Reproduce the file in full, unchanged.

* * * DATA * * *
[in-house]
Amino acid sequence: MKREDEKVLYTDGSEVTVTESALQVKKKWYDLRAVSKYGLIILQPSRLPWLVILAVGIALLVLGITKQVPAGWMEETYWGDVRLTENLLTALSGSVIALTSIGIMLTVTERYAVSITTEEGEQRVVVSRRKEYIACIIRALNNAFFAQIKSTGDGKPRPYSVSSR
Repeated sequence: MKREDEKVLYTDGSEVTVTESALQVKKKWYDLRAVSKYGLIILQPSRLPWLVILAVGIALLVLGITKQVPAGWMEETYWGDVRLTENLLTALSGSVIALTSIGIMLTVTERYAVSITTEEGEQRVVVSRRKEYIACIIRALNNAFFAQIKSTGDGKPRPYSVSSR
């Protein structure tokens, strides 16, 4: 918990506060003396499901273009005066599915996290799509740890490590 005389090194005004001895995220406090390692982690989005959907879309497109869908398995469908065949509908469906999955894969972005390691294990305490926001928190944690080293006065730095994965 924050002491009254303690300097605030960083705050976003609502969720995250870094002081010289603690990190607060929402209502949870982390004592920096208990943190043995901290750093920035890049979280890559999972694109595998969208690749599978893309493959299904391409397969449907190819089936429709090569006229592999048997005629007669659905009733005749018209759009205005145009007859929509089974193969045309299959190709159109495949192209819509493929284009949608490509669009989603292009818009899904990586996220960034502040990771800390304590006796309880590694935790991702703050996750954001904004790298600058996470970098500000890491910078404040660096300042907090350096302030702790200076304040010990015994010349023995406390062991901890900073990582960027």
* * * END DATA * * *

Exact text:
[in-house]
Amino acid sequence: MKREDEKVLYTDGSEVTVTESALQVKKKWYDLRAVSKYGLIILQPSRLPWLVILAVGIALLVLGITKQVPAGWMEETYWGDVRLTENLLTALSGSVIALTSIGIMLTVTERYAVSITTEEGEQRVVVSRRKEYIACIIRALNNAFFAQIKSTGDGKPRPYSVSSR
Repeated sequence: MKREDEKVLYTDGSEVTVTESALQVKKKWYDLRAVSKYGLIILQPSRLPWLVILAVGIALLVLGITKQVPAGWMEETYWGDVRLTENLLTALSGSVIALTSIGIMLTVTERYAVSITTEEGEQRVVVSRRKEYIACIIRALNNAFFAQIKSTGDGKPRPYSVSSR
């Protein structure tokens, strides 16, 4: 918990506060003396499901273009005066599915996290799509740890490590 005389090194005004001895995220406090390692982690989005959907879309497109869908398995469908065949509908469906999955894969972005390691294990305490926001928190944690080293006065730095994965 924050002491009254303690300097605030960083705050976003609502969720995250870094002081010289603690990190607060929402209502949870982390004592920096208990943190043995901290750093920035890049979280890559999972694109595998969208690749599978893309493959299904391409397969449907190819089936429709090569006229592999048997005629007669659905009733005749018209759009205005145009007859929509089974193969045309299959190709159109495949192209819509493929284009949608490509669009989603292009818009899904990586996220960034502040990771800390304590006796309880590694935790991702703050996750954001904004790298600058996470970098500000890491910078404040660096300042907090350096302030702790200076304040010990015994010349023995406390062991901890900073990582960027």